The firm used outsourcing of supply and production to gain quality assurance and flexibility, which assists to avert the complexity of procedures and increase efficiency of all stages in the processes. As a result, the company can focus its efforts on other manufacturing processes that matter. Consequently, the company opted to outsource services and products including gearboxes, engines, and windscreens.
The Level to Which VW has outsourced
The Volkswagen Group has outsourced its in-plant undertakings and line feeding to suppliers. The firm has had a historical relationship with the Schnellecke Group, which provided in-plant activities and the Anji-Ceva joint business in China for Shanghai Volkswagen plants (Kotabe, Mol, Murray, & Parente, 2012). The automaker has furthermore outsourced in-plant amenities to providers at plants comprising Hanover, Osnabrück, and Wolfsburg in Germany, and in Hungary. Manufacturers of vehicles would prefer to minimize manufacturing expenses and reduce product lead times. One sure way is by outsource the model and manufacture of given components, or design systems. With this in mind, Volkswagen designed its truck plant in Resende-Brazil, around the issue of splitting the car into component systems (Csizmazia, 2014).
A Comparison of Volkswagen’s and BMW’s Procurement Strategies
VW optimizes the modular framework. The model will assist to determine the decision of the company of outsourcing or in-sourcing. Present outsourcing embraces major organizational variations, which often involve dismantling the firm’s traditional structure, redoing the terms and conditions of the staff, transferring employees to external suppliers, and changing the employees expectations who remain in the outsourcing company (Corrêa, 2001). As such, Volkswagen has adopted the modular-type framework with its suppliers in a bid to attain responsiveness and flexibility. The model allows the firm to use standard interfaces between constituents to develop a flexible product architecture (Simchi-Levi, Simchi-Levi & Kaminsky, 1999). Table 1 below demonstrates VW’s procurement by commodity in %.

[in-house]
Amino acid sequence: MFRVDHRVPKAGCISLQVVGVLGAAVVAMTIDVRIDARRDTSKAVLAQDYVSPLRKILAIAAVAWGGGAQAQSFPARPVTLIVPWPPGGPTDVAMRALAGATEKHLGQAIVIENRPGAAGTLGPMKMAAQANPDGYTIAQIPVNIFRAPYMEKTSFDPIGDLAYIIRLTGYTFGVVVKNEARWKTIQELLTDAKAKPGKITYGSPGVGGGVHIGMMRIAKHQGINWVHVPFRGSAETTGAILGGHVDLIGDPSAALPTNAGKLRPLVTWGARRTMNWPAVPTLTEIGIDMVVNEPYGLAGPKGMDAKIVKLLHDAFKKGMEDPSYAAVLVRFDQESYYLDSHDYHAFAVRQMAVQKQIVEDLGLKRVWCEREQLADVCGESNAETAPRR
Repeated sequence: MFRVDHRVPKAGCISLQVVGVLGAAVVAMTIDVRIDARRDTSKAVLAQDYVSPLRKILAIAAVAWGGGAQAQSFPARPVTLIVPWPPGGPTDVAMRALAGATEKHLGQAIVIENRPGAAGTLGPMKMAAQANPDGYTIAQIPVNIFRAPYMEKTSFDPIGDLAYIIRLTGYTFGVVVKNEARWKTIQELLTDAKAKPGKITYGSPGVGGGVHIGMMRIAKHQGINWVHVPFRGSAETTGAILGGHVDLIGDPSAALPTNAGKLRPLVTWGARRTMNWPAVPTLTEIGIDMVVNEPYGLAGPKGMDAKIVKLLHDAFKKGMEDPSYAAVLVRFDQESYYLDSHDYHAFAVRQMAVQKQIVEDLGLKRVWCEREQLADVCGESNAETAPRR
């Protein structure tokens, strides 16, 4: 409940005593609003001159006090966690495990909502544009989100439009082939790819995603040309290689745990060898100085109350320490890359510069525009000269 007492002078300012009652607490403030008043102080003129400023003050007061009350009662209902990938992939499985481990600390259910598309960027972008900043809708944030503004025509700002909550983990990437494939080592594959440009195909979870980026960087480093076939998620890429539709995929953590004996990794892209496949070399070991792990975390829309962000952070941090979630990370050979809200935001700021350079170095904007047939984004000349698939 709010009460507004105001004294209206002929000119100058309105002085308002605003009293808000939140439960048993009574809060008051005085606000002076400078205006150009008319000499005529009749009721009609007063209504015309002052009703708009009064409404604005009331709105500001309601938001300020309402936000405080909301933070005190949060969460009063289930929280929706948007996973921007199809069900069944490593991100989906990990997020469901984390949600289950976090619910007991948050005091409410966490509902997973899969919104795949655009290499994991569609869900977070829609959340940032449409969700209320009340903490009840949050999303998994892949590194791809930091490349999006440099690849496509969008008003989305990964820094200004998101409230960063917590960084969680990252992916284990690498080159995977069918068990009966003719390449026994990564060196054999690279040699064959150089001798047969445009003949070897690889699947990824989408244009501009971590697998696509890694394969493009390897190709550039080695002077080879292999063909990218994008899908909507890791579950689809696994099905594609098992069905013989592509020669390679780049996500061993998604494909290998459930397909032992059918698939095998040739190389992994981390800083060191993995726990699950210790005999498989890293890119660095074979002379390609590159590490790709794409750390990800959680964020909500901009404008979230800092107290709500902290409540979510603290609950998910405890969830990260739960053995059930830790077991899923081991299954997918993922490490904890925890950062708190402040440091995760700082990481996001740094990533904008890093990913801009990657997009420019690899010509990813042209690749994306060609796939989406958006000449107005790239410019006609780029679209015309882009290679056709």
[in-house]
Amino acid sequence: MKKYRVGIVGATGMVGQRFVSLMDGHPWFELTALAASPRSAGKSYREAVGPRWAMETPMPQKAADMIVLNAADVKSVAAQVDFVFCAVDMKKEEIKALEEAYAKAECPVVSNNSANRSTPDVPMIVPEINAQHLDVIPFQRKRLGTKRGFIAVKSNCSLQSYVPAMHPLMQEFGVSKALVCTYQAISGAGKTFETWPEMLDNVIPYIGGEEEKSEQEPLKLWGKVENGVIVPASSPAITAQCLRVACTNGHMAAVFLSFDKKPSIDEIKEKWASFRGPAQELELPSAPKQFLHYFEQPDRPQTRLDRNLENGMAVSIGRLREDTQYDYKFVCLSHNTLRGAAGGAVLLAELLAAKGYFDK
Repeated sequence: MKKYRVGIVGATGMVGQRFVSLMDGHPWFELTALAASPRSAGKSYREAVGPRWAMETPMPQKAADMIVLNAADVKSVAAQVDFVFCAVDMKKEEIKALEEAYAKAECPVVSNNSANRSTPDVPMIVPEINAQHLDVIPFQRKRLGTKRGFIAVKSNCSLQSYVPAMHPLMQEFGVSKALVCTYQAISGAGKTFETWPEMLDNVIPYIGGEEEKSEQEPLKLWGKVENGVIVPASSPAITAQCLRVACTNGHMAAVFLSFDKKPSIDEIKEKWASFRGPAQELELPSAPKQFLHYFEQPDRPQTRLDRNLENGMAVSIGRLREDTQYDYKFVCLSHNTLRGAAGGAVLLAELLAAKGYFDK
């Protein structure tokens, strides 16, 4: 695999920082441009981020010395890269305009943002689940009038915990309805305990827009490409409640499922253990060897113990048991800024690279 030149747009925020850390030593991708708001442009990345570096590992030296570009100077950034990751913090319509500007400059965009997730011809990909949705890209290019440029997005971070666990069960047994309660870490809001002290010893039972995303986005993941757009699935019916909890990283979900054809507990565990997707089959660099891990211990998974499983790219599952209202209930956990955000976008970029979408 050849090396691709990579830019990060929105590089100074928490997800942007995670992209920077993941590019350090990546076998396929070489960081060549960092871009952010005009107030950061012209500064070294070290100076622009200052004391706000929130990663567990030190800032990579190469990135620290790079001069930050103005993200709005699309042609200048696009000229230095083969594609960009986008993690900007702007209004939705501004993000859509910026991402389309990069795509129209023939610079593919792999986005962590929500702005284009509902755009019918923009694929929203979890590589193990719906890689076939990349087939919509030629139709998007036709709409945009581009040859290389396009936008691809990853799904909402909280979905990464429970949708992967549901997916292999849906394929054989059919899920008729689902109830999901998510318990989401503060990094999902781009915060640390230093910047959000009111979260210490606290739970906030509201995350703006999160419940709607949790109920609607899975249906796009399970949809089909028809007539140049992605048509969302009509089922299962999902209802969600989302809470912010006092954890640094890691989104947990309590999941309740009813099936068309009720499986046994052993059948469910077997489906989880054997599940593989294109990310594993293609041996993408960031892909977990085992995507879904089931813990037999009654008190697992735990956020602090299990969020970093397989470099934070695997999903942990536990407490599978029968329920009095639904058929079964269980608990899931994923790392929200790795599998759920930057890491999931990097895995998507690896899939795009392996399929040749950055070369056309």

The framework adopted by VW allows it to accord its customer’s preference in determining the product configuration. On the other hand, BMW optimizes an integral procurement strategy. The firm opted to in-source its products in a bid to minimize the risks that result from outsourcing (Schmidt, 2010). The strategy has apparently worked for the company because the firm can now produces in house thus, ensuring better quality for its customers giving the firm a competitive edge over Volkswagen that outsource most of its products and services. Under the integral model, different related components are encompassed to ensure better system performance. Consequently, the model allows the firm to use its built-to-order system alongside a mass customization plan to deliver cars in line with the requirements of the customers.
Volkswagen should learn from BMW’s procurement strategies, which give the latter a competitive edge. VW has faced a recent major emissions scandal, which has never been experienced by BMW. Thus, Volkswagen ought to minimize its outsourcing to avert the danger of of spilling its technology. The firm should as well assume the Singled out strategy by Piston, which will guarantee that only particular parts would be outsourced to ensure quality assurance and better customer satisfaction.